Published: 21/03/2002, Volume II2, No. 5797 Page 5
Primary care trust chief executives could have their performance measured under a framework devised by one of the prime minister's chief political advisers, to ensure they can cope with the extra responsibilities their organisations take on next month.
The Office of Public Services Reform, which is part of the Cabinet Office, has been given a brief by prime minister Tony Blair and health secretary Alan Milburn to develop a performance assessment framework to ensure PCT chief executives are of the right calibre to deliver the NHS plan.
Last year the Cabinet Office asked the OPSR - which is led by Wendy Thomson, formerly of the Audit Commission - to assess the structures, powers, incentives, rewards and 'the capacity and capability of PCTs to deliver to their vision'. Its findings were submitted to Mr Blair and Mr Milburn in December.
The work on primary care has been led by OPSR principal adviser Matthew Swindells, formerly director of clinical services at Heatherwood and Wexham Park Hospitals trust.Mr Swindells was not available for comment. It is unclear when the assessment framework will be implemented, or whether it will take the form of an annual compulsory appraisal.
The OPSR, which has a brief to reform and modernise civil service and government, is looking at a range of different approaches to ensure that PCTs deliver the NHS plan. Much of this work is being done by the National Primary and Care Trust Development Programme, part of the NHS Modernisation Agency, NatPaCT operations director Andrew Donald told HSJ.
NatPaCT this week launched an on-line self-assessment tool for PCTs by which they can gauge their own levels of competency and share examples of good practice.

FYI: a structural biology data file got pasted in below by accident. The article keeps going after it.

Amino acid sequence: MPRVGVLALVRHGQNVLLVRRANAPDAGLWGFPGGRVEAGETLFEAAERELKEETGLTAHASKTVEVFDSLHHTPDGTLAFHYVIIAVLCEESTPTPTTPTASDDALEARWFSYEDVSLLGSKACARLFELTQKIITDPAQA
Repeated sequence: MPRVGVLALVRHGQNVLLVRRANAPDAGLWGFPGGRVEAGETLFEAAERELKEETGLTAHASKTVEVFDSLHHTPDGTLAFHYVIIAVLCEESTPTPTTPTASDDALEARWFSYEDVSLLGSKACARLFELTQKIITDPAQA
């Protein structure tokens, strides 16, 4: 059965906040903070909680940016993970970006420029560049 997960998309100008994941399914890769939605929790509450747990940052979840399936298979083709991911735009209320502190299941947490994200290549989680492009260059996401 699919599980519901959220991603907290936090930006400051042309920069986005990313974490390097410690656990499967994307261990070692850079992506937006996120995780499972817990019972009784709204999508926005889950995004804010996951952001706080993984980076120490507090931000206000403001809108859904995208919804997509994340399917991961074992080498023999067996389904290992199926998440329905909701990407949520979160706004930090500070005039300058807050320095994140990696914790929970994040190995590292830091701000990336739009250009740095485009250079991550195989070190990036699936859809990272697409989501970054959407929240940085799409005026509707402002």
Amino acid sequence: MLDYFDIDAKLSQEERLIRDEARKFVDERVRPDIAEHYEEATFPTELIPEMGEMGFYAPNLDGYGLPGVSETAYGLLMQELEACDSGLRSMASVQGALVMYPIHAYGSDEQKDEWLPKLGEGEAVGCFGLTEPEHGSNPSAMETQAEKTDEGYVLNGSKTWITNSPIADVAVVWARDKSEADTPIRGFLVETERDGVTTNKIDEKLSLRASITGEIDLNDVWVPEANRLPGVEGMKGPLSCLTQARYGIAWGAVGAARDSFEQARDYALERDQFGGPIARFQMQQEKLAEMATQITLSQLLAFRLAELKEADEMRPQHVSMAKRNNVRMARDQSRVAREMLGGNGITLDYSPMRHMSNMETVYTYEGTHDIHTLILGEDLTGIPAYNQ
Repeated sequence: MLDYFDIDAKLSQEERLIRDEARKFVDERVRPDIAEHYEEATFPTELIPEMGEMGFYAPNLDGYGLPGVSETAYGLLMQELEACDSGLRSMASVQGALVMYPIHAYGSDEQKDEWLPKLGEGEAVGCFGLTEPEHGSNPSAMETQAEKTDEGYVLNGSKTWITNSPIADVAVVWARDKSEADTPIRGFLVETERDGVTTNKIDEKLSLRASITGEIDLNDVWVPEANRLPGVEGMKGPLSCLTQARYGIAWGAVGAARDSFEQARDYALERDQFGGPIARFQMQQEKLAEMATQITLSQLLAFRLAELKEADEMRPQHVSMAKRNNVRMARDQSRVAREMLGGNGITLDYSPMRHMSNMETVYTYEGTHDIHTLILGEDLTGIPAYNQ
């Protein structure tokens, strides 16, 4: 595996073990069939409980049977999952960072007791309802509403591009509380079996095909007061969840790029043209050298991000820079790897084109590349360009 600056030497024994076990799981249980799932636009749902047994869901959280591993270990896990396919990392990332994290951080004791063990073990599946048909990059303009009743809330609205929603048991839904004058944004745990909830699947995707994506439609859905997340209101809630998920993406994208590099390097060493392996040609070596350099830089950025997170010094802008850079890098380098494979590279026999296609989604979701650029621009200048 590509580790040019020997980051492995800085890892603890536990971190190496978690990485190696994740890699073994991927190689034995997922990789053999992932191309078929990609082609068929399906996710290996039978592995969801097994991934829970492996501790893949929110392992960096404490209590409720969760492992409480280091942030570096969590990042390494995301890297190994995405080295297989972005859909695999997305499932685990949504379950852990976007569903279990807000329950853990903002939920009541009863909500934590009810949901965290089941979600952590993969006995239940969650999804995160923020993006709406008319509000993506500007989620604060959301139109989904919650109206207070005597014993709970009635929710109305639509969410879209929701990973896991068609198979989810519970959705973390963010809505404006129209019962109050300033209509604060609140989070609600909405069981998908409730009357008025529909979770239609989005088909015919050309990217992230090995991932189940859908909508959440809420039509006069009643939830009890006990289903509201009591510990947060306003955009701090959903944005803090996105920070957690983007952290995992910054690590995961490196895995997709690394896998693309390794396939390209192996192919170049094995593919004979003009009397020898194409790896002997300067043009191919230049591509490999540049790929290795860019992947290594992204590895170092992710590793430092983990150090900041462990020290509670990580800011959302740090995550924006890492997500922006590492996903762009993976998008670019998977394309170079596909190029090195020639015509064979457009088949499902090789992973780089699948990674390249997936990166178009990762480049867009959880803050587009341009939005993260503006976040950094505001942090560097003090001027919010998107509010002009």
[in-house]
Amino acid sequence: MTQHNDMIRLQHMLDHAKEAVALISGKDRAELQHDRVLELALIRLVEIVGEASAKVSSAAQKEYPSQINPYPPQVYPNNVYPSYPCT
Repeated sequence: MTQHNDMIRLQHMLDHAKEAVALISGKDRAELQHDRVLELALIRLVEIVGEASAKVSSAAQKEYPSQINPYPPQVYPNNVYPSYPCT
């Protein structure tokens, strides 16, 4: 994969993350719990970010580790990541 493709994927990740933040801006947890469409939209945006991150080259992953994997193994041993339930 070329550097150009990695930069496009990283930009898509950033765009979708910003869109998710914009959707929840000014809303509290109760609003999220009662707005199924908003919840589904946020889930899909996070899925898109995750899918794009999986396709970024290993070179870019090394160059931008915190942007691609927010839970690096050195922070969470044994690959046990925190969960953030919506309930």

It is also in the process of setting up nine support teams covering two or three strategic health authorities and made up of a PCT chief executive, a PCT chair and a professional executive committee chair. The teams will help shape development programmes and provide a 'reality check' and communications link between networks of PCTs.
Barbara Hakin, chief executive of Bradford South and West primary care trust and national project lead at NatPaCT, said the website framework would give PCTs an 'anchor point' as they prepared for their extended role from April.
She flagged up the complex agenda facing PCTs which would be both commissioning and providing a broad range of services:
'They are charged with revolutionising primary care and effecting change among a workforce whose line-management is not their responsibility.'
And Dr Hakin said it was right that chief executives should undergo assessment, of the sort considered by the OPSR.
'It is the sort of thing that you would expect to see in any good [job] description. I think it is reasonable to expect them to display a range of skills.'
NHS Alliance chair Dr Michael Dixon also welcomed NatPaCT's framework. 'We have been involved in producing the framework. It is all about trying not to be too mechanistic - people should not see it as a weapon of oppression.' But he said he wanted more details about how work led by the Cabinet Office would dovetail with NatPaCT's programme A Cabinet Office spokesperson said the OPSR, in conjunction with the Department of Health and Downing Street, was examining options for a national training plan to ensure that PCTs had adequate skills and authority but that no further details were available.